The endless adventures of a CSU entomologist

Dr. Opler after being elected as an Entomologist Society of America fellow in 2018. Credit: Evi Opler

There’s no denying that 2018 has been a pretty significant year for Colorado State University’s entomologists; the highlight being the relocation of the C.P. Gillette Museum of Arthropod Diversity and its 3.5 million specimens. But the facility wasn’t the only newsmaker – in June,  Paul Opler earned a lengthy feature spread in American Entomologist.

The insightful read is packed with fascinating tidbits about the life and career of the storied academic who, now semi-retired and in his 80s, acts as the assistant director of the museum on the CSU campus. From getting into BB gun fights in his youth to being tracked by a jaguar and infected by a bot fly while conducting field research in a Costa Rican jungle, his experiences prove the life of an entomologist can be one of endless adventure. Here are a few excerpts of the interview, along with a link to the entire spread.

From BB guns to butterflies

From American Entomologist, Volume 64, Issue 2

Was [being a nature counselor] a positive experience?
Oh yes. I went up to Camp Wolfboro as a scout: age 11, 12, 13. Then I became nature counselor for two years. The last year, five of us hiked from Camp Wolfboro, which was on the Calaveras River, to the Yosemite Valley, which was about a 120-mile hike, over about a six- or seven-day period. And I had a net and collected butterflies, but after the second day, my butterfly net [got left] in a car, so the rest of the hike, I caught butterflies just with my hands.

Good for you.
Much of the hike was pretty high elevation; a little bit of it was above 10,000 feet. But I caught some butterflies that were eventually described as a new subspecies in a paper that Jerry Powell and I put together when I was a senior undergraduate.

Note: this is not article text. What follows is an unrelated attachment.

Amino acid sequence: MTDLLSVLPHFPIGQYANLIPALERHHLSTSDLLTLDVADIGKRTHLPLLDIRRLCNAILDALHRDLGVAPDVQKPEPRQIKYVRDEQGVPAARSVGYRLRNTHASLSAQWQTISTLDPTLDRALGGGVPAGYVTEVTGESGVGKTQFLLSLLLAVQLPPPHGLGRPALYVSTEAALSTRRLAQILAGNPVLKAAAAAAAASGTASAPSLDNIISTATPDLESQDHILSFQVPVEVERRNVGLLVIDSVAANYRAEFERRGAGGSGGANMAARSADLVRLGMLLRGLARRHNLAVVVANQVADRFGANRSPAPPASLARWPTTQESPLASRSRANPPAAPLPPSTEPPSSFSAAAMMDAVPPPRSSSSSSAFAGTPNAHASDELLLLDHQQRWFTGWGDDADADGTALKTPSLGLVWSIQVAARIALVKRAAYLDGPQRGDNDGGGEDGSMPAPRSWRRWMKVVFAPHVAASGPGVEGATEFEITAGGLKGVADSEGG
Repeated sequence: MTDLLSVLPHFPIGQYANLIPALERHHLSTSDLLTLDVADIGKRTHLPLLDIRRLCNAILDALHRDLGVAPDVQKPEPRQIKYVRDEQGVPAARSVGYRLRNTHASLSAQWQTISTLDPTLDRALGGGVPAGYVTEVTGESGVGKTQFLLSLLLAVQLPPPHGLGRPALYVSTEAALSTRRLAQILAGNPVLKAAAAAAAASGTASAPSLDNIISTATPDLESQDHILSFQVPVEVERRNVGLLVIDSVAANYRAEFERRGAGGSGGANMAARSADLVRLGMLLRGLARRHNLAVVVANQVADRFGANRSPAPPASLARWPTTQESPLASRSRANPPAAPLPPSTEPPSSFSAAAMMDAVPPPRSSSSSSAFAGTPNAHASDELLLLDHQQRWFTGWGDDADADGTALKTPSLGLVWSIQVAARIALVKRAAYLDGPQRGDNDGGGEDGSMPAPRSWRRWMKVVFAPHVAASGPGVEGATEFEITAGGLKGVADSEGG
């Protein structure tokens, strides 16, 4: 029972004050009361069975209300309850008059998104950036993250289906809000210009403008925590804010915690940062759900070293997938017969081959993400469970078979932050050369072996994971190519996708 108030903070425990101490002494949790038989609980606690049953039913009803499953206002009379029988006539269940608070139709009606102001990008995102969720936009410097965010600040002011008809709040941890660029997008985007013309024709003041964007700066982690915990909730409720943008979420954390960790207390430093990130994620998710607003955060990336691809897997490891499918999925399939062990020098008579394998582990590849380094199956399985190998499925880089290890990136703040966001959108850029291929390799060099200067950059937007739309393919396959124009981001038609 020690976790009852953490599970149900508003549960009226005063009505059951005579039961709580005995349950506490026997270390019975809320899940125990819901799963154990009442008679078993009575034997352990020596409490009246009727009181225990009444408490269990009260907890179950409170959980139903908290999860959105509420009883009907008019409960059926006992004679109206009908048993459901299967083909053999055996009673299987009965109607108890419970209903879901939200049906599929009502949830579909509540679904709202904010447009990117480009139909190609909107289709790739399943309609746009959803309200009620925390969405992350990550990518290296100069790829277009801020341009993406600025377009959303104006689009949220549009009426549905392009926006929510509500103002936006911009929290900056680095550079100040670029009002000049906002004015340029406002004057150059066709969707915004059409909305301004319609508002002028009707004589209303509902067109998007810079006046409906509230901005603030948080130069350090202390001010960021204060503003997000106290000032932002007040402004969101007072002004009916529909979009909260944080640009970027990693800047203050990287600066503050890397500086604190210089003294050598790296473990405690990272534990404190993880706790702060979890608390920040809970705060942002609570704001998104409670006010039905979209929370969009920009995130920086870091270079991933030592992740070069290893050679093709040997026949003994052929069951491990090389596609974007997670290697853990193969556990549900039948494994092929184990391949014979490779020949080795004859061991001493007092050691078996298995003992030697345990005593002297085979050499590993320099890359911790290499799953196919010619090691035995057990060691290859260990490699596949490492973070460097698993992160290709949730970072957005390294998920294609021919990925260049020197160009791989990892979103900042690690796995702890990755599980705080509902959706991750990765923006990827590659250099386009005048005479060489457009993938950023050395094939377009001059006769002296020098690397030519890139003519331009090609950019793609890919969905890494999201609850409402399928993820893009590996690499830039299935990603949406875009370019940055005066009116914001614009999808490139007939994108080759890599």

You were at Berkeley during the Vietnam War.
As a grad student from 1965 to 1970.

Did you experience any of the weirdness that was going on at the time?
We had some conflicts within our department; people were wearing buttons and badges about what side of things they were on. The people were generally anti-Vietnam War in our department, with a few exceptions. The Oakland police and National Guard were brought in because Ronald Reagan had been elected governor. One of his election promises was to get those radicals down at the university, and as soon as there were any sorts of demonstrations at Berkeley, he brought in the National Guard. Walking over to the south side of campus, sometimes we’d get pretty strong whiffs of tear gas. There were a couple of people shot and killed.

Close calls in the jungle

Were there any other hazards other than snakes?
At La Selva field station, in those days, you had to go up the river in a dugout canoe to get to the field station. It was muddy, as it always was, and I’m walking around this loop trail and taking tree phenological notes. About 20 minutes later, the station manager walked the same trail. He said, “Paul,” in Spanish, “you were tracked by a jaguar. Because there were jaguar footprints right on top of yours going in the same direction.” He was probably just curious, but if I knew a jaguar was behind me, I probably wouldn’t have bent over!

You had mentioned a bot fly. Tell me the story.
The bot fly I probably got while I was sleeping through a mosquito bite, and on the Pacific side in Guanacaste where we lived. It was so hot at night that we often slept without sheets. And I mentioned to you where I had it, right? And Dan Janzen wanted to publish a paper. This was a case of human bot fly on the Pacific side of Costa Rica, which was kind of a first, because most of the cases came out of the Atlantic side. So I told him, “No, I would prefer not, because that’s my data.” When I was in San Jose, I had it removed surgically.

Did the larva itch?
Yes, it itched.

How are we going to describe the location of this bot fly maggot?
Hmmm. [Long pause.]

The entire interview is endless fun.